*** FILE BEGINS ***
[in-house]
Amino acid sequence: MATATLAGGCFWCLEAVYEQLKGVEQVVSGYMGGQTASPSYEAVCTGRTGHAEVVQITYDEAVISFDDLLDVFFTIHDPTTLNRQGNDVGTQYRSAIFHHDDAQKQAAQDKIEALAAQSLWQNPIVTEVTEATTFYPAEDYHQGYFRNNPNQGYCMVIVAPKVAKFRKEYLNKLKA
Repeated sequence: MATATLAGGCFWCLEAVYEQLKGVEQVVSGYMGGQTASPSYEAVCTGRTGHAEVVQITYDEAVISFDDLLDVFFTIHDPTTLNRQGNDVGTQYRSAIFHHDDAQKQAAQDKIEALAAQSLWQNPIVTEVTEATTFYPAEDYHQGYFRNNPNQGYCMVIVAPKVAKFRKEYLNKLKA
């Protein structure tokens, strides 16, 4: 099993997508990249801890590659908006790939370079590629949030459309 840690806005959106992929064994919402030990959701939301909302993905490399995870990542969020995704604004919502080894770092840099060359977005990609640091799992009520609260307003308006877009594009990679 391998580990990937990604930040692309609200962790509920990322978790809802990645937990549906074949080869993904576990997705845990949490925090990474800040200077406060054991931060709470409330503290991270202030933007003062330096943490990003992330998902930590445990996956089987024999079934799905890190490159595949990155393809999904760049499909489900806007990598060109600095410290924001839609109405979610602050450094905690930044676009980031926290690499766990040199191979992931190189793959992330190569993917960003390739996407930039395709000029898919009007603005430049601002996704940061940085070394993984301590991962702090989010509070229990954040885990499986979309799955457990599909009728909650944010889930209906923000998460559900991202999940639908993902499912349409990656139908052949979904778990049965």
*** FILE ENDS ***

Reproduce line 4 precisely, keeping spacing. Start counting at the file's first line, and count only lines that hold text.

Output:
């Protein structure tokens, strides 16, 4: 099993997508990249801890590659908006790939370079590629949030459309 840690806005959106992929064994919402030990959701939301909302993905490399995870990542969020995704604004919502080894770092840099060359977005990609640091799992009520609260307003308006877009594009990679 391998580990990937990604930040692309609200962790509920990322978790809802990645937990549906074949080869993904576990997705845990949490925090990474800040200077406060054991931060709470409330503290991270202030933007003062330096943490990003992330998902930590445990996956089987024999079934799905890190490159595949990155393809999904760049499909489900806007990598060109600095410290924001839609109405979610602050450094905690930044676009980031926290690499766990040199191979992931190189793959992330190569993917960003390739996407930039395709000029898919009007603005430049601002996704940061940085070394993984301590991962702090989010509070229990954040885990499986979309799955457990599909009728909650944010889930209906923000998460559900991202999940639908993902499912349409990656139908052949979904778990049965």